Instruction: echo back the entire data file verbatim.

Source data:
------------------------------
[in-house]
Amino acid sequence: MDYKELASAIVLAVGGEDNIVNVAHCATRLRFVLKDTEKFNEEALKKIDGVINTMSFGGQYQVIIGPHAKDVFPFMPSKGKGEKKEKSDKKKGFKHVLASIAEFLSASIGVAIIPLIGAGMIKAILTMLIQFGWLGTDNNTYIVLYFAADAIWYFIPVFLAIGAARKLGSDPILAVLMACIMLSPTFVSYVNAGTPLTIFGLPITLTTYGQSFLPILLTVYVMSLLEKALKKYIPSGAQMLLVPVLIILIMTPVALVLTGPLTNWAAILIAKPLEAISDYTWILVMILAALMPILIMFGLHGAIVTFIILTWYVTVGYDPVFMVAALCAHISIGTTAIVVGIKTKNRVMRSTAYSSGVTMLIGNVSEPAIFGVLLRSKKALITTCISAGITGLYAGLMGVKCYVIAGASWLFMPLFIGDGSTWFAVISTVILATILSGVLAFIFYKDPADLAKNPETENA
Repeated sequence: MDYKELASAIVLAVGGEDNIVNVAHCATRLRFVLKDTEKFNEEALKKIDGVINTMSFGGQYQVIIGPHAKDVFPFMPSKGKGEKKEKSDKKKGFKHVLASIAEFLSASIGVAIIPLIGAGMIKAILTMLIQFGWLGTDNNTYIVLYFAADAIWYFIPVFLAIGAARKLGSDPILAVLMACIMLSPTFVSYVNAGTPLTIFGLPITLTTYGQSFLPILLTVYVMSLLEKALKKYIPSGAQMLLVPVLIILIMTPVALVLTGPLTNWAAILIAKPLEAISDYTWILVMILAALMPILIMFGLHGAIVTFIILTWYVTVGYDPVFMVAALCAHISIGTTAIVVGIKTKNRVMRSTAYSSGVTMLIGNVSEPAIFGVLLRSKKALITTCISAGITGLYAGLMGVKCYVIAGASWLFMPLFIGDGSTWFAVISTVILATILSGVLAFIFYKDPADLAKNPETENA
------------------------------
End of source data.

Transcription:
[in-house]
Amino acid sequence: MDYKELASAIVLAVGGEDNIVNVAHCATRLRFVLKDTEKFNEEALKKIDGVINTMSFGGQYQVIIGPHAKDVFPFMPSKGKGEKKEKSDKKKGFKHVLASIAEFLSASIGVAIIPLIGAGMIKAILTMLIQFGWLGTDNNTYIVLYFAADAIWYFIPVFLAIGAARKLGSDPILAVLMACIMLSPTFVSYVNAGTPLTIFGLPITLTTYGQSFLPILLTVYVMSLLEKALKKYIPSGAQMLLVPVLIILIMTPVALVLTGPLTNWAAILIAKPLEAISDYTWILVMILAALMPILIMFGLHGAIVTFIILTWYVTVGYDPVFMVAALCAHISIGTTAIVVGIKTKNRVMRSTAYSSGVTMLIGNVSEPAIFGVLLRSKKALITTCISAGITGLYAGLMGVKCYVIAGASWLFMPLFIGDGSTWFAVISTVILATILSGVLAFIFYKDPADLAKNPETENA
Repeated sequence: MDYKELASAIVLAVGGEDNIVNVAHCATRLRFVLKDTEKFNEEALKKIDGVINTMSFGGQYQVIIGPHAKDVFPFMPSKGKGEKKEKSDKKKGFKHVLASIAEFLSASIGVAIIPLIGAGMIKAILTMLIQFGWLGTDNNTYIVLYFAADAIWYFIPVFLAIGAARKLGSDPILAVLMACIMLSPTFVSYVNAGTPLTIFGLPITLTTYGQSFLPILLTVYVMSLLEKALKKYIPSGAQMLLVPVLIILIMTPVALVLTGPLTNWAAILIAKPLEAISDYTWILVMILAALMPILIMFGLHGAIVTFIILTWYVTVGYDPVFMVAALCAHISIGTTAIVVGIKTKNRVMRSTAYSSGVTMLIGNVSEPAIFGVLLRSKKALITTCISAGITGLYAGLMGVKCYVIAGASWLFMPLFIGDGSTWFAVISTVILATILSGVLAFIFYKDPADLAKNPETENA